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Ovulation: Everything you need to know



Ovulation refers to the release of an egg during female menstruation.

An egg discharges a part of the ovary called the ovarian follicle. The egg is also known as gamete ovum, oocyte, or female. This is released on maturity maturity only.

The egg moves down the Fallopian tube after release, where it can be met by a sperm and become fertilized.

During the menstrual cycle, ovulation and hormone release are regulated by a part of the brain called the hypothalamus. This sends out signals to secrete luteinizing hormone ( LH) and follicle-stimulating hormone (FSH) to the anterior lobe and pituitary gland.

Knowing when ovulation is likely to occur is beneficial, because a woman is most fertile during this period, and more likely to conceive.


Ovulation is the release of an egg, or ovum, which may then be fertilized by a sperm cell or dissolved during menstruation.
Ovulation is the release of an egg, or ovum, which may then be fertilized by a sperm cell or dissolved during menstruation.

Throughout the menstrual cycle the ovulation process is characterized by a duration of high hormones. It is divisible into three phases:

  1. The periovulatory or follicular phase: A layer of cells around the ovum begins to mucify, or become more like mucus, and expand. The uterus lining begins to thicken.
  2. The ovulatory phase: Enzymes are secreted and form a hole, or stigma. The ovum and its network of cells use the stigma to move into the fallopian tube. This is the period of fertility and usually lasts from 24 to 48 hours.
  3. The postovulatory or luteal phase: LH is secreted. A fertilized egg will be implanted into the womb, while an unfertilized egg slowly stops producing hormones and dissolves within 24 hours.

The uterus lining often starts to break down and prepares to leave the body during menstruation, or menstruation.

When does it occur?

A woman’s menses last from 28 to 32 days on average.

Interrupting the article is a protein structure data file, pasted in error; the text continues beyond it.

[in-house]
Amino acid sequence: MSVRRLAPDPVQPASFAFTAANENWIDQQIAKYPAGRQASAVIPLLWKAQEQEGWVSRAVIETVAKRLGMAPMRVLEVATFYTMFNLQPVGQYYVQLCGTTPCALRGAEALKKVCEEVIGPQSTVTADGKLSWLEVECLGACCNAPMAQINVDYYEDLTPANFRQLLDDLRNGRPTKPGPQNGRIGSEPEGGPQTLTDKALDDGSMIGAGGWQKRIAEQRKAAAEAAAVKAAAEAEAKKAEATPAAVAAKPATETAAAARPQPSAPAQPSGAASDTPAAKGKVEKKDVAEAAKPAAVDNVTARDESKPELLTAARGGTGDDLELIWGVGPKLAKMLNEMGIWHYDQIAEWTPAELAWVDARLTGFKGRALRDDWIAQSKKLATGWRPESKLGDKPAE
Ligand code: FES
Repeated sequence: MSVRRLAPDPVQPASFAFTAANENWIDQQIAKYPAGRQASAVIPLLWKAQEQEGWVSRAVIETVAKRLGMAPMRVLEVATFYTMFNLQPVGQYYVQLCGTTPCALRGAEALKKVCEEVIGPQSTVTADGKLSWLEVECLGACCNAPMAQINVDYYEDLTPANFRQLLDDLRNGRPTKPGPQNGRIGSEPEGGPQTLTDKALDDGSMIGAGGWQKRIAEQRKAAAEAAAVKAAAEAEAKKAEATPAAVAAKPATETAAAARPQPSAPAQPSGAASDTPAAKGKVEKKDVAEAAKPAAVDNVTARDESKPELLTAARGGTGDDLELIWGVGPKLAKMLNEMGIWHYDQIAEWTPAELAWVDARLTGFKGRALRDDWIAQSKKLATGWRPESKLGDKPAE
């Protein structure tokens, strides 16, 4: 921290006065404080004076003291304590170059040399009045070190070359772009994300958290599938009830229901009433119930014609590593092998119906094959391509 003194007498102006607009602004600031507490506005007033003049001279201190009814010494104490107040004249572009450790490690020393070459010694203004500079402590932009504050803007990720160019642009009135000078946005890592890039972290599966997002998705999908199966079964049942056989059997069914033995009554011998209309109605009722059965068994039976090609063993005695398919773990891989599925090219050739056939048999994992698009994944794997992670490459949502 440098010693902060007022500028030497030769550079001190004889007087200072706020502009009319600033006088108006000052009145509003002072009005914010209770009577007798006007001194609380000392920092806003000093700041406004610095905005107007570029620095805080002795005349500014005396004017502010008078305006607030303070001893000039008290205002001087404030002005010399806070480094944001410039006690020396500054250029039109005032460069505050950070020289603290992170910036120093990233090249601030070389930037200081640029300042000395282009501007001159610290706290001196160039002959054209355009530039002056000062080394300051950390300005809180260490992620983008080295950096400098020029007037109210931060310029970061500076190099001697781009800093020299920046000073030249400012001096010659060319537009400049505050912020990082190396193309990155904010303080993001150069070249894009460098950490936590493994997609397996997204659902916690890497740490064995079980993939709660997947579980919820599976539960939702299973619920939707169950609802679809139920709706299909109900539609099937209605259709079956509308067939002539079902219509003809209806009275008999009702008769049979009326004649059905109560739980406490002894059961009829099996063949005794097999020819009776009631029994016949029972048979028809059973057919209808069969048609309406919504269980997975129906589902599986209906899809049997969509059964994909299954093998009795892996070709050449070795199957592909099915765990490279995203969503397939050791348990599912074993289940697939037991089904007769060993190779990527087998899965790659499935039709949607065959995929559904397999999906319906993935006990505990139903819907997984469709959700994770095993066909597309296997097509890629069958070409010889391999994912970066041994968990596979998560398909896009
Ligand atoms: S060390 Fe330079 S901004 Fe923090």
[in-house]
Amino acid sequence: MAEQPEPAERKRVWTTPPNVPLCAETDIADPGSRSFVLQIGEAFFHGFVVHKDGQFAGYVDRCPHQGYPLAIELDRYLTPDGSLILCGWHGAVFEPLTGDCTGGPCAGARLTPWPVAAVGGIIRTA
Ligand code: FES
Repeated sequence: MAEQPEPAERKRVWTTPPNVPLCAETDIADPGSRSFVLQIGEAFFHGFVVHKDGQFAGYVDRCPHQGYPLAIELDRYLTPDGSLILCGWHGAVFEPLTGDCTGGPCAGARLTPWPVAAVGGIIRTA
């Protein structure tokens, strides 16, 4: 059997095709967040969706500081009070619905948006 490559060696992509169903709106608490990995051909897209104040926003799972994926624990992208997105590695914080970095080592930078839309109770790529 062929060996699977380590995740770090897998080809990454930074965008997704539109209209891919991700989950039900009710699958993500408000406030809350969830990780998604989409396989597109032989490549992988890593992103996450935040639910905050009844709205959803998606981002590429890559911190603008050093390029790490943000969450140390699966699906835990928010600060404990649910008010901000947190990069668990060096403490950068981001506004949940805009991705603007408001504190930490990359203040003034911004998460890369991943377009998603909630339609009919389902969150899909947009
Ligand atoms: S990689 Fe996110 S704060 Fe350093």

The beginning of every cycle is considered to be the menses’ first day. The release of the egg happens normally 12 to 16 days before the next cycle is due.

Most females start menstruating between the ages of 10 and 15 years. Around the same time, they continue ovulating and are capable of conceiving. It is a time which is called the menarche.

Ovulation usually ceases after menopause, on average between the ages of about 50 and 51 years, although it also happens in the period leading up and menopause. It is called peri-menopause.


There are many signs a woman ovulates.

The cervical mucus rises in thickness during ovulation, and becomes thicker due to elevated levels of estrogen. Around the most fertile stage of a woman the cervical mucus is often compared to egg whites.

Slight changes in body temperature can also occur. It is driven by the progesterone hormone, which is secreted at release of an egg. Females are typically most fertile for 2 to 3 days before their average temperature reaches.

The gradual increase in temperature can be monitored using a basal thermometer. It can be purchased online, or in most drug stores.

Many people experience a slight ache in the lower abdomen or pang of discomfort. It is known as pain in the Mittelschmerz. This can last several minutes to a couple of hours.

Eventually, predictor kits of ovulation, available in drug stores, can detect the rise in luteinizing hormone ( LH) in urine just before ovulation.

Ovulation calendar

Ovulation calendar and website
There are apps and websites that can help to predict when ovulation will occur, increasing the chances of conception.

The aim of an ovulation calendar is to help a woman predict when she will be most fertile.

There are several websites and apps which support this process by asking questions such as:

  • When was the beginning of your last menstrual cycle?
  • How long do your menstrual cycles generally last?
  • How long is your luteal phase, or the time between the day after ovulation to the end of your cycle?

Women usually find it useful to document or map menstrual details for calendar entry. Holding menstrual cycle monitor can also be crucial to highlighting any irregularities.


Issues with the ovulation process can lead to infertility or difficulty conceiving.

Polycystic ovarian syndrome

A woman with PCOS has swollen ovaries, frequently with small, fluid-filled cysts on them. This can contribute to an imbalance in the hormone which can hinder ovulation.

Certain signs can include insulin resistance, obesity, hair growth that is irregular and acne.